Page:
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FAQ: Montana State Library Digitization Project
Scanned by Internet Archive
Why is MSL digitizing its state publications?
The majority of state employees and Montana citizens live and work outside of Helena. Digitization makes state publications accessible to everyone with Internet service, anywhere, anytime from any place. Digitization increases awareness of the rich information contained in state publications and opens up new research possibilities. Also, digital access reduces wear and tear on print versions of state publications. Digitization also protects the information in state publications from loss should an earthquake, fire, or water damage the print collection housed at the library.
What if I prefer to use the print publications?
All online state publications may be printed, saved, emailed, etc. Use them as you prefer. Once digitized, printed state publications of historical significance are available at the Montana Historical Society Research Center. The Montana Historical Society staff has the expertise to insure proper care of these historical documents. The MHS Library is located in the Historical Society Museum one block west of the MSL.
What is digitization?
It is the process of converting information from an analog format like print, VHS, microform, or audio cassettes to a digital format. Print state publications are digitally photographed page by page. These photographed images are then subjected to optical character recognition (OCR). OCR is a type of software that reads text from print images. The text is then used to make the document searchable by keyword.
How many print publications need to be digitized?
There are an estimated 37,000+ items in the MSL state publications print collection. Some items are second copies or already exist in digital format. Therefore, not all 37,000 items need to be digitized. During this process, MSL also expects to identify and acquire missing print publications that were never received from state agency publishers.
How long will it take?
A minimum of five years is anticipated.
In what order are the state publications being digitized?
Our pilot project digitized the 200 oldest publications from the 1870s and the 200 most circulated publications. The ongoing digitization project is moving from the beginning of the collection to the end in Dewey decimal classification order.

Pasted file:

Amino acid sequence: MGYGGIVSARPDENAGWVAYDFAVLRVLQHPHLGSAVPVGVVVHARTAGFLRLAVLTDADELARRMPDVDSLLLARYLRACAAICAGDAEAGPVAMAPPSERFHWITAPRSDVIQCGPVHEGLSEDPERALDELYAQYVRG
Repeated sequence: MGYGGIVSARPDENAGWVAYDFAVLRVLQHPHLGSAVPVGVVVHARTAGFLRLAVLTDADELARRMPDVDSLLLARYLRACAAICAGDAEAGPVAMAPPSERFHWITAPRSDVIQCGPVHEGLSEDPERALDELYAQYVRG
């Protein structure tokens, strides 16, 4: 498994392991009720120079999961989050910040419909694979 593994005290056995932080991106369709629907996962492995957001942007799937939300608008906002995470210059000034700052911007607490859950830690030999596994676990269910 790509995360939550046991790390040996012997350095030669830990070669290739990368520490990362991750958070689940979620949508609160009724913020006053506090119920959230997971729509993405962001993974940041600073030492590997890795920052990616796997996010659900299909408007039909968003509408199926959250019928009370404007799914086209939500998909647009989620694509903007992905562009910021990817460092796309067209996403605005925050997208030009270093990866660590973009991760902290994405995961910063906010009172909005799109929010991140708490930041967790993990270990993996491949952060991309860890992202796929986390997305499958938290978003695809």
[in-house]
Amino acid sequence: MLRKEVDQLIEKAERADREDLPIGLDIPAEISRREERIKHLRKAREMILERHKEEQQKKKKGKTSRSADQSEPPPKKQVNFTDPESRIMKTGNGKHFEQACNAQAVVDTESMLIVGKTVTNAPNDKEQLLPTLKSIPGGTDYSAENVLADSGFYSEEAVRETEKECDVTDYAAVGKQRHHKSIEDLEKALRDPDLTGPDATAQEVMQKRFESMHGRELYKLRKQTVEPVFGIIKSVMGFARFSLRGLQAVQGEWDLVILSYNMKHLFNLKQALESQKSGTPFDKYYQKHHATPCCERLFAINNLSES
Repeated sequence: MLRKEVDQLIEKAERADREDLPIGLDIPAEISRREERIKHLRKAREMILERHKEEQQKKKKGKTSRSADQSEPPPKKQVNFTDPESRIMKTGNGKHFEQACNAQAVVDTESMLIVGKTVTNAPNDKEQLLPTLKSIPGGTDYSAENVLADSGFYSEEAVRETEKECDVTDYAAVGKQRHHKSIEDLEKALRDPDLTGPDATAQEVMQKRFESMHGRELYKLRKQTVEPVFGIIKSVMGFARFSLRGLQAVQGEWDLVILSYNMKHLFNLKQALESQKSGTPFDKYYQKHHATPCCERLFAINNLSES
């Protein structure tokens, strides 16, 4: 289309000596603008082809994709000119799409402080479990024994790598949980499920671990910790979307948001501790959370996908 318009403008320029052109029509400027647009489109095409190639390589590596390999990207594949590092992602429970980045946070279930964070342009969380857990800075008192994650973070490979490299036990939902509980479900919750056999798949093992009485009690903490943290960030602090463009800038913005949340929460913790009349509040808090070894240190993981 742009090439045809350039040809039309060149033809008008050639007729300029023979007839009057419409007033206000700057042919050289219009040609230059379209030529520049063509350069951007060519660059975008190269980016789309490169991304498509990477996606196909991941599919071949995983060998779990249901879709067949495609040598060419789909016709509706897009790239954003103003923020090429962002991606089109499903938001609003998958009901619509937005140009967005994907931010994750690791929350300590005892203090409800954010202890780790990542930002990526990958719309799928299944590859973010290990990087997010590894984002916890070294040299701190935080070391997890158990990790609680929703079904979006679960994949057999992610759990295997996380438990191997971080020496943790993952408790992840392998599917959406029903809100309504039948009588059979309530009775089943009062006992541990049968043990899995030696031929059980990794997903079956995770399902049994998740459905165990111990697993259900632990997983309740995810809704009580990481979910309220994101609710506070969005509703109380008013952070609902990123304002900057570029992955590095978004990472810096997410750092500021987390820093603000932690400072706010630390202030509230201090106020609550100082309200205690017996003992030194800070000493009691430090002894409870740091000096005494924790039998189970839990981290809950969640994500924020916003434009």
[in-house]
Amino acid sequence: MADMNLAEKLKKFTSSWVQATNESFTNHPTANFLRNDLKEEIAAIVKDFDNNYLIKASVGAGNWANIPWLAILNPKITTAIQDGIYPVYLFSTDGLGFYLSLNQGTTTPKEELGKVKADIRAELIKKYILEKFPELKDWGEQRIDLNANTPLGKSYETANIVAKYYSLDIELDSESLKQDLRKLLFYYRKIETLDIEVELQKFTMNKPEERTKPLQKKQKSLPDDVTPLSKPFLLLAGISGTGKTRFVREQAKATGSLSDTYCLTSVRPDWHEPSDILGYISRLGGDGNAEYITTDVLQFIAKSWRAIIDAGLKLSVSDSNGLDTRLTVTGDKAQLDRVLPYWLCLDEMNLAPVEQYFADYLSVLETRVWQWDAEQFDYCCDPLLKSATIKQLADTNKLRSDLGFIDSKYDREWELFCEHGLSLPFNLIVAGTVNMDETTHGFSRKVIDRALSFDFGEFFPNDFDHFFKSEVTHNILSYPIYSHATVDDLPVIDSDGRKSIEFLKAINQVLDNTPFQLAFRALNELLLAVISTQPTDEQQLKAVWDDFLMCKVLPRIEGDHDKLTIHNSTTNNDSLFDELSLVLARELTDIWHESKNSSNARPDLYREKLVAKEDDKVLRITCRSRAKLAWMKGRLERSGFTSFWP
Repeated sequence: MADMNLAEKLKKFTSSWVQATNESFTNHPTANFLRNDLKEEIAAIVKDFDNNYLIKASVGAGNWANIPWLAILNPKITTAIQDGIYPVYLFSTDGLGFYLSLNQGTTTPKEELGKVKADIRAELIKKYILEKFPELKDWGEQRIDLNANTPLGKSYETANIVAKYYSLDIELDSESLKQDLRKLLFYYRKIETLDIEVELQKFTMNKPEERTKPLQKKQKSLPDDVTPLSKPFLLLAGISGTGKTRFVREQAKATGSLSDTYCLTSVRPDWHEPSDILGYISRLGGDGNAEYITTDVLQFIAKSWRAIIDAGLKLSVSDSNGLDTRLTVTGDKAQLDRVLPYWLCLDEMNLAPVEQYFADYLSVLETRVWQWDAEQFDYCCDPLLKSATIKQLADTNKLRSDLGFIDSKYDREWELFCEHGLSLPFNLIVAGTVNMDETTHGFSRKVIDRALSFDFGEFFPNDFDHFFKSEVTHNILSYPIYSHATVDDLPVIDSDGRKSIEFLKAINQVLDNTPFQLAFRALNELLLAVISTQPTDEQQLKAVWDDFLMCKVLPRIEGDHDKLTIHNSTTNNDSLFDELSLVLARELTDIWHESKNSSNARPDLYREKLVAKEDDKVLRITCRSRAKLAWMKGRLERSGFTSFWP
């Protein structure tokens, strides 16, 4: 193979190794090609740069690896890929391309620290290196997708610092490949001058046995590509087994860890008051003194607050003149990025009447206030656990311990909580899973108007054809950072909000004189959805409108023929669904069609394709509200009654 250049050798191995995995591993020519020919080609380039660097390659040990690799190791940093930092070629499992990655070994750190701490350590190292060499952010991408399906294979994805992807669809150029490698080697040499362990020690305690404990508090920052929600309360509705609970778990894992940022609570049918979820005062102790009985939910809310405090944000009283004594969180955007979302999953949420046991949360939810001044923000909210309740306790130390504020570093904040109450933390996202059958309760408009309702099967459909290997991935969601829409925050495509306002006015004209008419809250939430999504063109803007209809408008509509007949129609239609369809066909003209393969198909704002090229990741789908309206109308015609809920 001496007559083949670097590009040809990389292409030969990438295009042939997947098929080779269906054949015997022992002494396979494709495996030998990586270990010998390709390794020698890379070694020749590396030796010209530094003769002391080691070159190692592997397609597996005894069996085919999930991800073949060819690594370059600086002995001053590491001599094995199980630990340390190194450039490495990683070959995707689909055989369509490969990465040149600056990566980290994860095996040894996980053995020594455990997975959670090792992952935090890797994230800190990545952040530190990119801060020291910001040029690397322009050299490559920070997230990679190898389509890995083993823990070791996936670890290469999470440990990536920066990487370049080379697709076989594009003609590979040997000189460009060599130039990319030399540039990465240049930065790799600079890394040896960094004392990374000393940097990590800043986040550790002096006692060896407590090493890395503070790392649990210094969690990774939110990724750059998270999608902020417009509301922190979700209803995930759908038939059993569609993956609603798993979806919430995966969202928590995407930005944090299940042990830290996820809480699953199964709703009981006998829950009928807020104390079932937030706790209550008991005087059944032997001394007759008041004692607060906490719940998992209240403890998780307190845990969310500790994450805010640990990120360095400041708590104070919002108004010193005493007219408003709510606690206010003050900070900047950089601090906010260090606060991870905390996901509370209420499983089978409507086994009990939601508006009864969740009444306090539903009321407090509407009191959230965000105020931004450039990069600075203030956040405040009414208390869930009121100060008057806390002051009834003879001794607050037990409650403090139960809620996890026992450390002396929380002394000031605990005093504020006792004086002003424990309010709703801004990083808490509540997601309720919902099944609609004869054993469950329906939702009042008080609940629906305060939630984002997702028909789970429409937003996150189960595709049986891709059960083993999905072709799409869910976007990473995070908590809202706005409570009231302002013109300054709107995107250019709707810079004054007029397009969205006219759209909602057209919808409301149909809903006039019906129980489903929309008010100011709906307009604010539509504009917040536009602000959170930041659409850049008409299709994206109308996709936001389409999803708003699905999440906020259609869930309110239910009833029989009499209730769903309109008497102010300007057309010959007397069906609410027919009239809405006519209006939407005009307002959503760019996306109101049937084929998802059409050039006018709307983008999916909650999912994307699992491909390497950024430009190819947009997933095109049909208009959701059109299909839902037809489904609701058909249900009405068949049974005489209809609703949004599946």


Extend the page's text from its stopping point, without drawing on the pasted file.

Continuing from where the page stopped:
Other than scan-on-request, who is performing the digitization?
Montana State Library has contracted with the Internet Archive to digitize the majority of print state publications collection. No publications are destroyed in the digitization process. Publications are returned to MSL in the same condition as they were sent.
How are digital state publications preserved from loss?
The Internet Archive permanently stores the files for our digital state publications on their web servers at sites in San Francisco, California, Amsterdam, Netherlands and Alexandria, Egypt. The MSL downloads these same digital files from the Internet Archive and stores them on our SAN (storage area network) which is backed up on magnetic tape. Furthermore, the MSL uploads these same files to our digital repository called the Montana Memory Project on web servers located in Ohio, which are also backed up. This digital repository meets an ISO (International Standards Organization) archiving standard called OAIS (Open Archival Information System). MSL is working to develop our own local archive for digital masters. Possibilities include LOCKSS or the OCLC Digital Archive. The purpose of this archive would be to enable staff to restore publications lost or damaged through public access.
How does MSL assure quality control for its digital objects?
MSL contracts with the Internet Archive . The Internet Archive is an internationally-recognized digitization leader. They guarantee that each scanned publication is checked by their staff through a rigorous quality control process. This process was recently vetted in a white paper published by the Council on Library and Information Resources and the Internet Archive are found to be among the best scanning resources available. See that article here: Preservation in the Age of Large-Scale Digitization . Additionally, MSL staff checks the scanned files at random. Problem digital files are rescanned.